Nearly six in ten Americans have a favorable impression of President Obama in a new Washington Post-ABC News poll, numbers that suggest that even as the chief executive engages in a series of thorny policy fights his personal appeal remains strongly intact.
The high regard with which the public holds Obama personally stands in contrast to the more middling job ratings for the president. In the latest Post-ABC national poll -- conducted earlier this month -- 50 percent approved of how he was handling his job while 46 percent disapproved.
That discrepancy isn't new for Obama. Throughout his presidency, his personal favorable numbers have far outstripped his job approval ratings. In short: People like him (and his image as a father and husband) more than they like his policies. That likability factor shouldn't be undersold, however, as it played a central role in Obama winning a second term despite a scuffling economy and negative ratings for his efforts to fix it.
A look at exit polling from the 2012 election tells the story. One in five voters said that a candidate who "cares about people like me" was their top priority in making up their mind in the contest; Obama won 81 percent among that voting bloc.
What's clear from Obama's continued strong favorability ratings is that he has, to date, not seen much damage to his personal image from the contentiousness between the White House and Congress over sequestration and guns (and, to a lesser extent, immigration).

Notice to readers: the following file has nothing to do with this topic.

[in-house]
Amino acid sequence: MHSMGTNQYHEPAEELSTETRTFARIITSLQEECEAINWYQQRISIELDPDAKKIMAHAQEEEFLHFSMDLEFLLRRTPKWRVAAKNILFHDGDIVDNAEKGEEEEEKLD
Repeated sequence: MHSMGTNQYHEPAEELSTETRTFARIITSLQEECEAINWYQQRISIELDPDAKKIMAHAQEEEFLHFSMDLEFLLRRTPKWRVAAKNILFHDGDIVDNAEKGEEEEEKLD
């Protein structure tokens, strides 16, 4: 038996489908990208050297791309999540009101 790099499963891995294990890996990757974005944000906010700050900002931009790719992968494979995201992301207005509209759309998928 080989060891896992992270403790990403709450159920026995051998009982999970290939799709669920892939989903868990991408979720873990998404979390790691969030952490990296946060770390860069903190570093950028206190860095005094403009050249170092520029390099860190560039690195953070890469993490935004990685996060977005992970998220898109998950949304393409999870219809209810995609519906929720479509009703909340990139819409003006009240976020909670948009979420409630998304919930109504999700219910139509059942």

What's not is whether Obama's favorability numbers grant him a political upper hand as negotiations over the that trio of issues heat up. In other words: Does the fact that people still like Obama matter when it comes to divisive policy issues? Or does the fact that Obama's job approval is hovering right at 50 percent matter more?
Supreme Court shifts focus to DOMA: Today, the Supreme Court will hear arguments over whether Congress can withhold federal benefits from same-sex couples married in states where it is legal. The Defense of Marriage Act is the center of this case. The law limits federal recognition of marriage to those between a man and a woman, and denies federal benefits to same-sex married couples.
Consideration of the case comes a day after the court heard arguments over California's same-sex marriage ban, and took a cautious approach to the prospect of weighing in on the matter.
Obama named Julia Pierson as the first female head of the Secret Service.
Sen. Tim Johnson (D-S.D.) officially announced his plans to retire.
Rep. Phil Gingrey (R-Ga.) will announce his Senate campaign today.
North Dakota's Republican governor signed the nation's strictest abortion law.
Rick Santorum will stump for Curtis Bostic (R) in South Carolina's 1st district GOP runoff.
Democratic automated pollster Public Policy Polling finds that Mark Sanford (R) and Elizabeth Colbert Busch (D) are running about even.
Wisconsin Gov. Scott Walker (R) is writing a book.
Sen. Rand Paul (R-Ky.) and his Senate allies are threatening to filibuster Senate Democrats' gun violence legislation.
"Law and Order" takes on Todd Akin's controversial comments.
Secretary of State John Kerry heads a soccer ball.
"Parties scramble to come to terms with opinion shift on same-sex marriage" -- Dan Balz, Washington Post
"Justices Signal They Want to Move Slowly on Same-Sex Marriage" -- James Oliphant, National Journal
"Johnson Retirement Gives Senate GOP Another Opportunity" -- Kyle Trygstad, Roll Call